That can range from a roomy apartment in a seniors’ building, whether a city high rise or on a single floor as are being built in Amherst, to a shared room in a care facility. Gone are the attics and basements and spare rooms and closets for storage: it all must go.
The best place to start is to identify what will fit into the anticipated space and what is really needed. We need basic furnishings, essential clothing for all seasons, a change of bedding, kitchen items if our situation permits, but which of our additional possessions can accompany us? What can we choose that will make our allotted space feel like it’s ours, with items of beauty and sentiment that fit the walls and surfaces?
I’ve read none of the how-to guides but I was impressed to read about Marie Kondo, the Japanese writer who advocates only keeping items which "spark joy". That, of course, is only the first step because there may well be many joyful sparks and they can’t all fit.
How to distribute our many items, often accumulated with love and careful selection, over a long lifetime? What about all those family heirlooms? Those beautiful gifts we’ve received, some from dear ones now deceased? Travel mementos? Most have to be let go - but you may want to take pictures as reminders.
Which is your priority: to find your items a home or to make money?
If the former, start with your nearest and dearest, especially family, perhaps proceeding by generation, older, then younger. If they can visit to choose, that’s lovely - but time-consuming.
Email pictures so potential recipients are thinking about individual items, not your intact home. If more than one speaks for something, draw straws.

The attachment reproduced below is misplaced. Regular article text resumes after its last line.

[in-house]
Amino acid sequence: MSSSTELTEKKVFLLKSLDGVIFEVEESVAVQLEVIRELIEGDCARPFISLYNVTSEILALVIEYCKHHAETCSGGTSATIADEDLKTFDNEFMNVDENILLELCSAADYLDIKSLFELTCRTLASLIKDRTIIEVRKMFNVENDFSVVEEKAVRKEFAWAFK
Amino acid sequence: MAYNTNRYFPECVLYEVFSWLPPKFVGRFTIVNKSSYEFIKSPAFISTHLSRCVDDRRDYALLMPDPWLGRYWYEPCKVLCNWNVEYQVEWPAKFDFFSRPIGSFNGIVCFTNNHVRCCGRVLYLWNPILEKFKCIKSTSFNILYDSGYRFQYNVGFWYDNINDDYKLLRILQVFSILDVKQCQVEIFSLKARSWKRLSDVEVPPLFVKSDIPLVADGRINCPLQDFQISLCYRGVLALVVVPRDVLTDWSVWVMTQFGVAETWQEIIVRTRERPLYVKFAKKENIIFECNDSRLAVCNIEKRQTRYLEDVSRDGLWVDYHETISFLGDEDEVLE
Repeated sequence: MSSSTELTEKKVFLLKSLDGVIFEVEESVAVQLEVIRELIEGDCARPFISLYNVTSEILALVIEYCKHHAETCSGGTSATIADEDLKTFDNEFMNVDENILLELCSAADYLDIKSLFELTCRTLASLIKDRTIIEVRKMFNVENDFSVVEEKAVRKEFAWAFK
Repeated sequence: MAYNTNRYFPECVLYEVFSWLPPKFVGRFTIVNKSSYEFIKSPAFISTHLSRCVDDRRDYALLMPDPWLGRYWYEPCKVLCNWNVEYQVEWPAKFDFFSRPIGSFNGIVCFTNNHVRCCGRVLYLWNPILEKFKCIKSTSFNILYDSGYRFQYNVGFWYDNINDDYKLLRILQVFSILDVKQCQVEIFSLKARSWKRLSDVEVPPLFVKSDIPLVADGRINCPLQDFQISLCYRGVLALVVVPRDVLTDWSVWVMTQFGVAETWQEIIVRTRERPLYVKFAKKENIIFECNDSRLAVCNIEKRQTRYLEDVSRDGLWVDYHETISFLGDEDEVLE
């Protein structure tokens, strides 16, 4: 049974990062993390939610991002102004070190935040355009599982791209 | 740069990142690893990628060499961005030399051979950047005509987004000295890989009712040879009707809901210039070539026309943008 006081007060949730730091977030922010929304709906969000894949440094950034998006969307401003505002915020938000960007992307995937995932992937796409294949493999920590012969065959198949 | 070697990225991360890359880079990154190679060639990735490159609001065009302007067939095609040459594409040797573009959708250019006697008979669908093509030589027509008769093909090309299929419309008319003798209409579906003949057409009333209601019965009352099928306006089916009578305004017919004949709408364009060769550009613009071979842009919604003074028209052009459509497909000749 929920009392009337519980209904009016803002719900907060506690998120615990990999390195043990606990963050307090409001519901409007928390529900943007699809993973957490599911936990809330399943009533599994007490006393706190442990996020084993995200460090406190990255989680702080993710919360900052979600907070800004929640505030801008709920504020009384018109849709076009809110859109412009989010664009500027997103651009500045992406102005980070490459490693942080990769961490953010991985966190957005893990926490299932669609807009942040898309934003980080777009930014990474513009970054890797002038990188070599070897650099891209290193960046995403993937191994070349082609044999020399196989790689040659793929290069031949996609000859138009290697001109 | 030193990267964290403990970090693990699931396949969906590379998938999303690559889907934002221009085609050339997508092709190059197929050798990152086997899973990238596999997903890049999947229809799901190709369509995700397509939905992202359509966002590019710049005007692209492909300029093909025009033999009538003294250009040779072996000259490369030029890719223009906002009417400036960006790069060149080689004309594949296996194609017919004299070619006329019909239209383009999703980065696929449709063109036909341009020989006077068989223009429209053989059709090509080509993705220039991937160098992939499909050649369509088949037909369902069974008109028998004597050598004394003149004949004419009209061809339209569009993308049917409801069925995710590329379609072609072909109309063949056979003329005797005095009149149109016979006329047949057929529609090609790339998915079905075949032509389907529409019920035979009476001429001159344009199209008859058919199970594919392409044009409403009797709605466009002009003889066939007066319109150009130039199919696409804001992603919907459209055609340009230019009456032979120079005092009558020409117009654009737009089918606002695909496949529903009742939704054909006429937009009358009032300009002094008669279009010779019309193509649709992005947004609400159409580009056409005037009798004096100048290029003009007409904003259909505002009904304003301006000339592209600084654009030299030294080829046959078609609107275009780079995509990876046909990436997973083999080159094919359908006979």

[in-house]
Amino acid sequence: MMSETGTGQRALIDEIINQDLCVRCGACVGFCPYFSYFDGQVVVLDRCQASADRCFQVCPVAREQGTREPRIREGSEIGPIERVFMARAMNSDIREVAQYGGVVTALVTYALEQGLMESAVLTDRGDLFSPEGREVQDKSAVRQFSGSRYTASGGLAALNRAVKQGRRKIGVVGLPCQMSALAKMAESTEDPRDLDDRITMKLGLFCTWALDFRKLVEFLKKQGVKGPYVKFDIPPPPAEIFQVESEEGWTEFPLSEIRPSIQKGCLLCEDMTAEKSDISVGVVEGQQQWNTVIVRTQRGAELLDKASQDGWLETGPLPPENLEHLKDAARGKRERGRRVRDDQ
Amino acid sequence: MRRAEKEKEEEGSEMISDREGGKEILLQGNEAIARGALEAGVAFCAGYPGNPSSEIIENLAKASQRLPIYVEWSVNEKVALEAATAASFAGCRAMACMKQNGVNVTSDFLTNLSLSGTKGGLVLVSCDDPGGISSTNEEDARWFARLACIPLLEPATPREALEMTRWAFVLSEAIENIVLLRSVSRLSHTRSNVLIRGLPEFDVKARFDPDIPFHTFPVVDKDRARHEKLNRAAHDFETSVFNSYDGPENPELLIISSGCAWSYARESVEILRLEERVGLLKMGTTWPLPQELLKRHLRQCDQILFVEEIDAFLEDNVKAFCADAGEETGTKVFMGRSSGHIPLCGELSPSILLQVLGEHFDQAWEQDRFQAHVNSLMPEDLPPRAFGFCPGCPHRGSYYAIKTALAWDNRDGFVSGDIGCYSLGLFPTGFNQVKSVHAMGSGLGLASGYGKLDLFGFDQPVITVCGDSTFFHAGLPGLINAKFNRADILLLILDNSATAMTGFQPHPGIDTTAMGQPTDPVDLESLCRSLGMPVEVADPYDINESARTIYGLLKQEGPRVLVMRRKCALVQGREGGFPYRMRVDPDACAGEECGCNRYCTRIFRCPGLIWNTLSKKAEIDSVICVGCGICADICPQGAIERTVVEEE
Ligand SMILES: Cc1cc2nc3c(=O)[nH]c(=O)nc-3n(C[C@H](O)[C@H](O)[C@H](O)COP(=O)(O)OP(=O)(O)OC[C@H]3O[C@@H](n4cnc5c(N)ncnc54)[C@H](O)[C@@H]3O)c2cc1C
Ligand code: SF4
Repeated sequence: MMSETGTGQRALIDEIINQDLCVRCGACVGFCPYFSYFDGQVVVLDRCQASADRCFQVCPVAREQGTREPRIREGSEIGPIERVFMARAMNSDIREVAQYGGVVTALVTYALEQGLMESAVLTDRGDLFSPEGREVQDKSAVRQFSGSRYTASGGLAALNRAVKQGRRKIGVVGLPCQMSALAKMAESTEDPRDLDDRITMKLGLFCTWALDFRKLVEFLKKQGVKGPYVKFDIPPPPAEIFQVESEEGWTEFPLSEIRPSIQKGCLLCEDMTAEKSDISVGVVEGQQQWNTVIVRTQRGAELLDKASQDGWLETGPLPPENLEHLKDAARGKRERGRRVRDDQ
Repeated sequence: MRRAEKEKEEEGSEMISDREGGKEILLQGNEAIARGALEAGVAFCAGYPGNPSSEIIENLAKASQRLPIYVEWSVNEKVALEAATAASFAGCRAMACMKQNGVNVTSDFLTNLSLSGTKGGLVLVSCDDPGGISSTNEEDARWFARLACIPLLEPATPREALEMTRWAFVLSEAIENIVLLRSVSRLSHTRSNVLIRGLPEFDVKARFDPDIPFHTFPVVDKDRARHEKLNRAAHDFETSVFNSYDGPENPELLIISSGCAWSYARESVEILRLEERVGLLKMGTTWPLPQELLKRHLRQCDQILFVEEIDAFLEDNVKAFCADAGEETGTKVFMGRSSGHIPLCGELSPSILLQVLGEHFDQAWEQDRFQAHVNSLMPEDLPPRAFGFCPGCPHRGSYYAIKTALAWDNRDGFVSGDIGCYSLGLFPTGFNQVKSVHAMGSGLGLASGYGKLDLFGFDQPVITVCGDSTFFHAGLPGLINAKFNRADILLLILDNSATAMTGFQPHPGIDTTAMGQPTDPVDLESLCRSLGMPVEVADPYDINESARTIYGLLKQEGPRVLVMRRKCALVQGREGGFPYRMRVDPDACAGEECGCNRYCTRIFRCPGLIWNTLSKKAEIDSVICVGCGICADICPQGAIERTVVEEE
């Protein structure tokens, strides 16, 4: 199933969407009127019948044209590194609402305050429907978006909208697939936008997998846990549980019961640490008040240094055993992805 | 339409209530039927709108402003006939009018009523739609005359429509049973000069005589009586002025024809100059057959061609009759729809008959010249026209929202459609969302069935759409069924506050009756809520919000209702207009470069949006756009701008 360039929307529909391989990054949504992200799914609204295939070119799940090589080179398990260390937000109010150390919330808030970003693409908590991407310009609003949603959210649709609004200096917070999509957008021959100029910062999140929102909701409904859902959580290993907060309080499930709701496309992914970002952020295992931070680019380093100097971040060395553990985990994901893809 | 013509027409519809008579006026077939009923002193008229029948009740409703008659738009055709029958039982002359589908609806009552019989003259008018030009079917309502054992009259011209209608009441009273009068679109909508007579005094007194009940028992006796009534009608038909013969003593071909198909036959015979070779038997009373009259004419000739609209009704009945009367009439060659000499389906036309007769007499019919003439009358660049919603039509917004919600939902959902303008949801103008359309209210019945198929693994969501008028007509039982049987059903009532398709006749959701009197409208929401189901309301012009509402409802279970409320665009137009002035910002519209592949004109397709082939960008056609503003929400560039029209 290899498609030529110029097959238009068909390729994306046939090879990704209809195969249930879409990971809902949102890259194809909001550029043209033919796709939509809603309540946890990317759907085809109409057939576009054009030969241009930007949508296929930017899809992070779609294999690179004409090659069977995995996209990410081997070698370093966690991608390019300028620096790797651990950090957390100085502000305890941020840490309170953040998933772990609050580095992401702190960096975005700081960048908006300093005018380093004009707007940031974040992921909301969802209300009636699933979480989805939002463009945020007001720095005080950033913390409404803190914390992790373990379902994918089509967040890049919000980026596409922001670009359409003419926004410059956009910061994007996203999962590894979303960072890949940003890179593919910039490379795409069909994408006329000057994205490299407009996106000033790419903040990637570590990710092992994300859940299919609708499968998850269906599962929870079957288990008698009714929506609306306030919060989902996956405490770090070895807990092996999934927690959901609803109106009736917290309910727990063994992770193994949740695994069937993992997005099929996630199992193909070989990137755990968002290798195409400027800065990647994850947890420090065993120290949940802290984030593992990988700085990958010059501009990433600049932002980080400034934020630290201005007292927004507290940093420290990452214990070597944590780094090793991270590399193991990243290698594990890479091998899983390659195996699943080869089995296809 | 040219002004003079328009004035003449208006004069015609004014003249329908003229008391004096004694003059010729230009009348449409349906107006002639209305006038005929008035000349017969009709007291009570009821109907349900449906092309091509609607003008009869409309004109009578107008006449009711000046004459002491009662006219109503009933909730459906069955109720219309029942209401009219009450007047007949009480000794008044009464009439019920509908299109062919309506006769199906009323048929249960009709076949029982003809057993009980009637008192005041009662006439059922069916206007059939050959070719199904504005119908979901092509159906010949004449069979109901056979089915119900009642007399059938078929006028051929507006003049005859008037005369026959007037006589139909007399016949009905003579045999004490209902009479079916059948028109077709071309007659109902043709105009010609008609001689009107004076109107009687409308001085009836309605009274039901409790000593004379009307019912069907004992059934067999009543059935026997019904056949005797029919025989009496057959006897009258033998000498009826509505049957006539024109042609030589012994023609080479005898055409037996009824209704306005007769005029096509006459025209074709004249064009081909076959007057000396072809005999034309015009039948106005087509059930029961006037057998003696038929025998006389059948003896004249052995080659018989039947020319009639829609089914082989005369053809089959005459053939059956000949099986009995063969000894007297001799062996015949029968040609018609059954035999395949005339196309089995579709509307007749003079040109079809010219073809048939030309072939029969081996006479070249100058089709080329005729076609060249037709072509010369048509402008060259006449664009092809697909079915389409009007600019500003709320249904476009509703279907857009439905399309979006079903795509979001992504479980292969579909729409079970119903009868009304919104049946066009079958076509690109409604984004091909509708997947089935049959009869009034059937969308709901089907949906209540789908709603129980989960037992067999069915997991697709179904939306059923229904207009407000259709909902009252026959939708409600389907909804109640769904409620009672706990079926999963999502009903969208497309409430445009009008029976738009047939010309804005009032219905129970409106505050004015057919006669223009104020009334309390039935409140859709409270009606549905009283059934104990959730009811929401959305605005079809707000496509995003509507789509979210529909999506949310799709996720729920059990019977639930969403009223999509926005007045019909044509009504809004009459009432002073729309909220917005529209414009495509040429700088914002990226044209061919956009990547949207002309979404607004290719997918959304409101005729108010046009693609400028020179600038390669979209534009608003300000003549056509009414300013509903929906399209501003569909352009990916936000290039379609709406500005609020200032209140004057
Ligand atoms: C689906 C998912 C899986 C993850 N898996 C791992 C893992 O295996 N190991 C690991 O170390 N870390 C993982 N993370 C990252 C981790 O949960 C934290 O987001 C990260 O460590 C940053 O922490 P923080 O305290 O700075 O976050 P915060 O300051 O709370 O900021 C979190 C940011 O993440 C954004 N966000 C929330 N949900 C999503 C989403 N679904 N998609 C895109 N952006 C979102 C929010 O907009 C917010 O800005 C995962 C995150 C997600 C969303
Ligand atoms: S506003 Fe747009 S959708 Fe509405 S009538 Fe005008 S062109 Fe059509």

My older brothers simply brought me boxes of items from our childhood home and asked me to deal with them.
Using Kondo’s category-by-category system (rather than room by room), start with antiques and collectibles. Call the Cumberland County Museum, donate to church silent auctions.
Select your next category: clothes? The IODE Thrift Shop, The Bridge Workshop, the Salvation Army are worthy causes.
Books: start with the Library, realizing that your books will probably be sold in their frequent and popular sales to raise funds for their various community programs. The places mentioned above also sell books. Contribute small quantities to the various pop-up libraries in the area.
CFTA is advertising for music: 45s, LPs, CDs. Ron Bickle tells me that they may keep some to play and the rest they will sell in a fund-raising sale. I know two teenage girls who would buy LPs from the ‘60s if they lived here.
Pack boxes for the annual sales at various of our churches. There are also PEDVAC in Port Elgin, the Hospital Auxiliary Thrift Shop in Pugwash, the Salvation Army Thrift Store in Sackville, a few that come to mind.
If you need to raise money, do you have exceptional antiques that would interest auctioneers in Saint John, Fredericton or Halifax? For the rest, consider taking pictures and advertising on eBay or Kijiji, either on your own or through someone who would help you for a commission. Call our antique dealers at Dayles, or Fundy Bay Antiques & Collectibles in Parrsboro to name only a couple. Fundy Bay will pay you for what they expect to sell and remove the rest which they will donate to their local church sales.
Hold a yard sale: best if it can be in your garage. Advertise on CFTA, in the local newspapers and with neighbourhood signs.
Leave paper to the last (unless, like me, it’s family heirloom quality).
Read They Left Us Everything by Plum Johnson to see how it feels if you don’t do it yourself and dump it on the next generation. If there is no next generation, your executor or administrator may not be so careful to find homes for things and your treasures may end up in the landfill, unappreciated and lost forever. Heaven forbid!
Good luck, be patient, and enjoy the pleasure others will receive from your treasures and possessions.
To buy my publications, go to the Artisans’ Gallery, Amherst Centre Mall; Maritime Mosaic, Dayle’s, Victoria Street, Amherst; Flying Colours, Maccan; and Main and Station, Parrsboro.
Coles carries My dear Alice.
For my six self-published books and booklets, go to the Cumberland County Museum and Archives and to the YMCA Amherst.
Clare Christie is a member of the Amherst News Community Editorial Panel. She can be reached at firstname.lastname@example.org.